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Genetics and Development Faculty Research

Beverly ClendeningBeverly Clendening
Associate Professor
My scientific research projects focus on the molecular mechanism underlying temperature-dependent sex determination in reptiles.  The goal of the work underway in my laboratory is to identify regulatory proteins that are selectively activated by temperature during the temperature-sensitive period for sexual development in the snapping turtle, Chelydra serpentina.  The general hypothesis is that one of the transcription factors involved in the gene transcription cascade that leads to the determination of sex in turtles is particularly temperature sensitive and therefore is functional at one temperature, either male-producing or female-producing, and not at the other temperature.  The mechanism underlying temperature regulation of sex determination in reptiles is a fascinating biological problem by itself but is may also have broader importance. The mechanism driving this phenomenon may represent a novel mechanism for gene regulation in animals, which might also operate in the control of other developmental or physiological processes. Work in my laboratory also has major implications for animal conservation in the face of global climate change.

Phone: (516) 463-5528
Office: Gittleson 326
Email | Bio


Nathan RigelNathan Rigel
Assistant Professor
Broadly described, my research interests focus on the various pathways that bacteria use to sort proteins to their appropriate destinations. In  particular, I am interested in the molecular mechanisms by which some proteins are delivered to and assembled within the bacterial outer membrane (OM) while others are secreted from the bacterial cell altogether. Since the OM acts as a barrier to toxic compounds, formation of this compartment is critically important for bacteria to survive in harsh environments like the human gut. Similarly, secreted proteins are often involved in establishing and maintaining bacterial infections inside animal hosts. I believe that a clearer understanding of these processes is critical for development of novel treatments to control bacterial infections.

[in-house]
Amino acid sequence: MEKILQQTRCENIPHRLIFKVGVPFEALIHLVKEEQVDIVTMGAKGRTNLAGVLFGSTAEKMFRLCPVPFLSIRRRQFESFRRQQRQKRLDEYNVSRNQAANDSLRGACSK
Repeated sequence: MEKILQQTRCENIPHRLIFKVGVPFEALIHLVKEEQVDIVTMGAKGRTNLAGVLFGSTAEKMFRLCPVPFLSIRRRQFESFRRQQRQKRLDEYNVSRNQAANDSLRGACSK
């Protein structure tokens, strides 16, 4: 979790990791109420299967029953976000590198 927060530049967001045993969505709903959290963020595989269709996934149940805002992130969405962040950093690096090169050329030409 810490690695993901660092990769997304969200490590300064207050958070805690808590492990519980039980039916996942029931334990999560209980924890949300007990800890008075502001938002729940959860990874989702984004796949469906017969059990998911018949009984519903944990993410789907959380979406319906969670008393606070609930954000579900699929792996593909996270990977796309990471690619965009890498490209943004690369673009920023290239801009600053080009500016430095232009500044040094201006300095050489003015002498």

Phone: (516) 463-6542
Office: Gittleson 318A
Email | Bio


Robert SeagullRobert Segull
Professor
For over 30 years, my research has focused on understanding the fundamental mechanisms that control plant cell growth and development.  Within that context, my current research focuses on understanding the biological mechanisms that control cotton fiber growth and development.  Most of the textile properties of cotton fiber are directly affected by the biological processes that control cell elongation and wall synthesis.  My lab uses a multi-faceted approach, employing ultrastructural analysis (both light and electron microscopy), pharmacological studies and physiological investigations.  Through these analyses we will identify pivotal developmental mechanisms and “windows of opportunity” that can be modified in ways that will improve the textile properties of cotton fiber and increase the economic value of US grown cotton.

Phone: (516) 463-5267
Office: Gittleson 222
Email | Bio


Laura VallierLaura Vallier
Associate Professor
Currently my lab has research interests in two areas: (1) My primary area of interest is the non-neuronal functions of LIM-homeodomain (LIM-HD) transcription factors.  One reporter fusion that has been traditionally used to mark the thin gonadal sheath (see interest number 2) is lim-7, a member of the Islet subgroup of the LIM-HD transcription factor family, fused to Green Fluorescent Protein (GFP).  LIM-HD proteins are evolutionarily conserved, and while much is known about the role of LIM-HD proteins in motor neurons, much less is known about its function in non-neuronal tissues.  The LIM-7 LIM-HD protein is expressed in the gonadal sheath and a small tissue-specific enhancer element has been identified in its intron 1, which is necessary and sufficient for the expression of a reporter in the gonadal sheath.  We are trying to understand more about the function and regulation of this protein.  (2) The second interest I have is to understand the genetic signals and mechanisms necessary for cells to differentiate into a specialized tissue or organ.  We are using the gonadal sheath tissue of the free-living ground-dwelling nematode Caenorhabditis elegans as a model.  This simple tissue, composed of ten cells, mostly surrounds each arm of the gonad and is indispensable for fertility.  We have used RNA interference to identify the genes that are necessary for the development and maintenance of this tissue.

Phone: (516) 463-6719
Office: Gittleson 309A
Email | Website | Bio


Faculty Research: All Biology Faculty